Psychopathy, sadism, and unprovoked aggression
Reidy, Dennis E.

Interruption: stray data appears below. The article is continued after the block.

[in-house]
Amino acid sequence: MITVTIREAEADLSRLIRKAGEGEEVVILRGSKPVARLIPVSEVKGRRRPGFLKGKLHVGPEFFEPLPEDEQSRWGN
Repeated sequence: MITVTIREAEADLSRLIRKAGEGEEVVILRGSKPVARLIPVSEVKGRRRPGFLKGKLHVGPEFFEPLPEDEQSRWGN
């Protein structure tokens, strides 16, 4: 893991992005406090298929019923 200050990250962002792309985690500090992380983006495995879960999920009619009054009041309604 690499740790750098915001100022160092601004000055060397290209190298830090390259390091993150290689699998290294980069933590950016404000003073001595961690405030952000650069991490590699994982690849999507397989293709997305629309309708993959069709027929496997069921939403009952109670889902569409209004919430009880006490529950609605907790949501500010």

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Although psychopaths represent one percent of society, they are responsible for nearly fifty percent of all crime and are five times more likely to commit future violent offenses. Research has demonstrated that individuals who display psychopathic traits engage in a more violent and "cold-blooded" pattern of behavior. The present study replicates previous research that showed psychopathy levels predicted a greater probability of engaging in aggressive behavior prior to being provoked. It further expands upon this research by attempting to identify the affective motivation of the unprovoked aggressor and how this emotional experience is linked to the psychopathy-aggression relationship. Two models of association were tested in which emotion processing either mediated the relationship between psychopathy and unprovoked aggression or, alternatively, moderated the relationship between psychopathy and unprovoked aggression. Results supported a moderated model in which Happiness and Sadness Facilitation associated with violence interacted with psychopathy to predict a significantly greater probability of unprovoked aggression. Results are discussed in terms of classification of psychopathy typologies and utility for predicting violent behavior.